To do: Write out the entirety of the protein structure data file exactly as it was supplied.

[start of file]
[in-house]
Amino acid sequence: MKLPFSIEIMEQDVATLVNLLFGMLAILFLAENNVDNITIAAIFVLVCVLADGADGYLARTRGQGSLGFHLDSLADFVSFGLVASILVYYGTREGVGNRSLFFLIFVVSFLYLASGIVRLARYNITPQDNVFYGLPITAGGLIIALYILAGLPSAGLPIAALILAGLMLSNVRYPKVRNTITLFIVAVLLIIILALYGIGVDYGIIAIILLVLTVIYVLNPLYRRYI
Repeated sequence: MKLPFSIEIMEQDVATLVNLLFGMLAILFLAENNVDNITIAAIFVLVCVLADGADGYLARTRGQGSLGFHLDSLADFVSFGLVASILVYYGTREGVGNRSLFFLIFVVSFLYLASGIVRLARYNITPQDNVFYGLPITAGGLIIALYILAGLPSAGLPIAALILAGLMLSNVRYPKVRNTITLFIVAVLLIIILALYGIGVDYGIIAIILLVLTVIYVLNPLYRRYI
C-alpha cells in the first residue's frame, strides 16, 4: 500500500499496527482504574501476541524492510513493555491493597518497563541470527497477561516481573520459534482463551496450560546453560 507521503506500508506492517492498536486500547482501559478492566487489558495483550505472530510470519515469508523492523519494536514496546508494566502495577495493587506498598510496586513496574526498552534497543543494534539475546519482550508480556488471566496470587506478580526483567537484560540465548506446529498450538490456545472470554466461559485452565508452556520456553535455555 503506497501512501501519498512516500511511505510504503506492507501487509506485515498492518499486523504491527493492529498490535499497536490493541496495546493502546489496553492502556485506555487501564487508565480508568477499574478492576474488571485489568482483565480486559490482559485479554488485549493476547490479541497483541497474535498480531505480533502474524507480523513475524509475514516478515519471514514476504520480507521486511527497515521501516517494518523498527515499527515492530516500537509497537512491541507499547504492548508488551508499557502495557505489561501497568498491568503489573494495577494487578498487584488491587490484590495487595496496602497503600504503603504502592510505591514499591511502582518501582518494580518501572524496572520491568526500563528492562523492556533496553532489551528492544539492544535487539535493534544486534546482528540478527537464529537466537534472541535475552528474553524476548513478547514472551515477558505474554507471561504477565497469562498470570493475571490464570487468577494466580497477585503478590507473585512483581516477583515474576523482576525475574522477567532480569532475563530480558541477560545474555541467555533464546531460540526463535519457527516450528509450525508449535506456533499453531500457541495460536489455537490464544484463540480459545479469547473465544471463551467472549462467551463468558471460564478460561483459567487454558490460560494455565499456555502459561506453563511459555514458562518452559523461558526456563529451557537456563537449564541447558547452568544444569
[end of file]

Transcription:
[in-house]
Amino acid sequence: MKLPFSIEIMEQDVATLVNLLFGMLAILFLAENNVDNITIAAIFVLVCVLADGADGYLARTRGQGSLGFHLDSLADFVSFGLVASILVYYGTREGVGNRSLFFLIFVVSFLYLASGIVRLARYNITPQDNVFYGLPITAGGLIIALYILAGLPSAGLPIAALILAGLMLSNVRYPKVRNTITLFIVAVLLIIILALYGIGVDYGIIAIILLVLTVIYVLNPLYRRYI
Repeated sequence: MKLPFSIEIMEQDVATLVNLLFGMLAILFLAENNVDNITIAAIFVLVCVLADGADGYLARTRGQGSLGFHLDSLADFVSFGLVASILVYYGTREGVGNRSLFFLIFVVSFLYLASGIVRLARYNITPQDNVFYGLPITAGGLIIALYILAGLPSAGLPIAALILAGLMLSNVRYPKVRNTITLFIVAVLLIIILALYGIGVDYGIIAIILLVLTVIYVLNPLYRRYI
C-alpha cells in the first residue's frame, strides 16, 4: 500500500499496527482504574501476541524492510513493555491493597518497563541470527497477561516481573520459534482463551496450560546453560 507521503506500508506492517492498536486500547482501559478492566487489558495483550505472530510470519515469508523492523519494536514496546508494566502495577495493587506498598510496586513496574526498552534497543543494534539475546519482550508480556488471566496470587506478580526483567537484560540465548506446529498450538490456545472470554466461559485452565508452556520456553535455555 503506497501512501501519498512516500511511505510504503506492507501487509506485515498492518499486523504491527493492529498490535499497536490493541496495546493502546489496553492502556485506555487501564487508565480508568477499574478492576474488571485489568482483565480486559490482559485479554488485549493476547490479541497483541497474535498480531505480533502474524507480523513475524509475514516478515519471514514476504520480507521486511527497515521501516517494518523498527515499527515492530516500537509497537512491541507499547504492548508488551508499557502495557505489561501497568498491568503489573494495577494487578498487584488491587490484590495487595496496602497503600504503603504502592510505591514499591511502582518501582518494580518501572524496572520491568526500563528492562523492556533496553532489551528492544539492544535487539535493534544486534546482528540478527537464529537466537534472541535475552528474553524476548513478547514472551515477558505474554507471561504477565497469562498470570493475571490464570487468577494466580497477585503478590507473585512483581516477583515474576523482576525475574522477567532480569532475563530480558541477560545474555541467555533464546531460540526463535519457527516450528509450525508449535506456533499453531500457541495460536489455537490464544484463540480459545479469547473465544471463551467472549462467551463468558471460564478460561483459567487454558490460560494455565499456555502459561506453563511459555514458562518452559523461558526456563529451557537456563537449564541447558547452568544444569